Denmark is one of many countries welcoming immigrants to its countries with suspicion, disdain and now proposed legislation that would punish non-compliance to forced assimilation. Danish immigration minister Inger Stojberg has called fasting, a common Islamic practice (that other religions also engage in), "a danger to all of us," and Danish leaders voted to ban women from wearing burqas and niqabs along with several other European countries.
According to a new New York Times report, Denmark is preparing to institute a set of laws to "regulate life in 25 low-income and heavily Muslim enclaves," where Danish immigrant families are referred to as "ghetto parents" and "ghetto children."
According to one such new law, part of a "ghetto package" of 22 proposals that have majority support in parliament, once "ghetto children" turn one, they would spend 25 hours a week learning about "Danish values," such as Christian holidays and the Danish language, as a form of forced assimilation. The neighborhood being targeted are largely Muslim, and Muslims, including many refugees from countries like Syria and Afghanistan, comprise two thirds of the immigrant population in the country.
Failure to comply to these policies would have severe consequences, including the end of welfare for a family. Another proposal states that if an immigrant parent takes their child on a long trip to their country of origin, which the government calls a "re-education trip," they could face four years in jail for supposedly negatively impacting their child's "schooling, language and well-being."
The government has used violent language to talk about these low income neighborhoods and the people who live in them. Prime Minister Lars Lokke Rasmussen has said that immigrants could "reach out their tentacles onto the streets," and has said that they have caused "cracks [to appear] on the map of Denmark." (The dehumanizing language is eerily similar to rhetoric coming out of the White House regarding Latin American asylum seekers). Punishment for crimes in these neighborhoods, and for people with "non-Western backgrounds" in general, would be much more severe than for the same crimes committed elsewhere by white citizens under the new proposal.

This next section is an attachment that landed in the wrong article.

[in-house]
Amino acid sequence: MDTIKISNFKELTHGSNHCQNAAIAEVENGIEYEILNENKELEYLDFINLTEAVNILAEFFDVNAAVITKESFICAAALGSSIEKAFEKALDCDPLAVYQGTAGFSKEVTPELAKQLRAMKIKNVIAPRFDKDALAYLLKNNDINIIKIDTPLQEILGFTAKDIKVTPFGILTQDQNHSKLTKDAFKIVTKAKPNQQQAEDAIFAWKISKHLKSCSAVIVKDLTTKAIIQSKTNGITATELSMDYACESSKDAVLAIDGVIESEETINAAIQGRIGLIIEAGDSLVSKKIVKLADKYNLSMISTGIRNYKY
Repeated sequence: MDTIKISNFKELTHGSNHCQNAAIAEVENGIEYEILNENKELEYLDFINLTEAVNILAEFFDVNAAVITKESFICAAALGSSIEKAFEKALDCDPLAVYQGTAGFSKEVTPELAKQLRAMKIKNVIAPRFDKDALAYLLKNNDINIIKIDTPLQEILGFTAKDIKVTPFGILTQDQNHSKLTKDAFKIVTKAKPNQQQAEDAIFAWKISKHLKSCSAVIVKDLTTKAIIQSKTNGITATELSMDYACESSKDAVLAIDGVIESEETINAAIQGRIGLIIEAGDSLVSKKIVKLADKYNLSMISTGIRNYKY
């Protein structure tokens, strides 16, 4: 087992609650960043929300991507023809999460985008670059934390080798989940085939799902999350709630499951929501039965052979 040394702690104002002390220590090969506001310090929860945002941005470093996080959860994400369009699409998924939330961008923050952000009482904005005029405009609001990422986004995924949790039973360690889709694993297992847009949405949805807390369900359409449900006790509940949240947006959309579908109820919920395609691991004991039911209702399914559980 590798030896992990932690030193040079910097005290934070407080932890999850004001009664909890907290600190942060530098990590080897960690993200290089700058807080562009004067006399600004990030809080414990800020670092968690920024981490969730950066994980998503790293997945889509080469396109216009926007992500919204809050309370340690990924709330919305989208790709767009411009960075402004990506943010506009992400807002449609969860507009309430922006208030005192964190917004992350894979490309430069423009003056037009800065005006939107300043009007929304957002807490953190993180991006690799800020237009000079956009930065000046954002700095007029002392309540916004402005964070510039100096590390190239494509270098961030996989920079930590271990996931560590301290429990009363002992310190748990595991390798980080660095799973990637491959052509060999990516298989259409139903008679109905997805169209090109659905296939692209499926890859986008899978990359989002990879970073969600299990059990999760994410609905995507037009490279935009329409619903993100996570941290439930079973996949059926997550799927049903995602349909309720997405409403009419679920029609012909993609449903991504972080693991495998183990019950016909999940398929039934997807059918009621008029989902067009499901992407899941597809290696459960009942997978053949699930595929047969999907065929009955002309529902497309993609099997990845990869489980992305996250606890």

Clearly, the Danish government has an agenda to shame, incarcerate, and westernize Muslim immigrants, but when asked about whether or not these policies are targeted, the justice minister has claimed ignorance. "That's nonsense and rubbish," he told the NYT. "To me this is about, no matter who lives in these areas and who they believe in, they have to profess to the values required to have a good life in Denmark."
Being required to profess a love of a country to be seen as a valid citizen is problematic enough on its own, but the expectation that non-white people, Muslim people, or people generally seen as "other" have to prove their full cultural assimilation to a state that doesn't want them is even more troubling.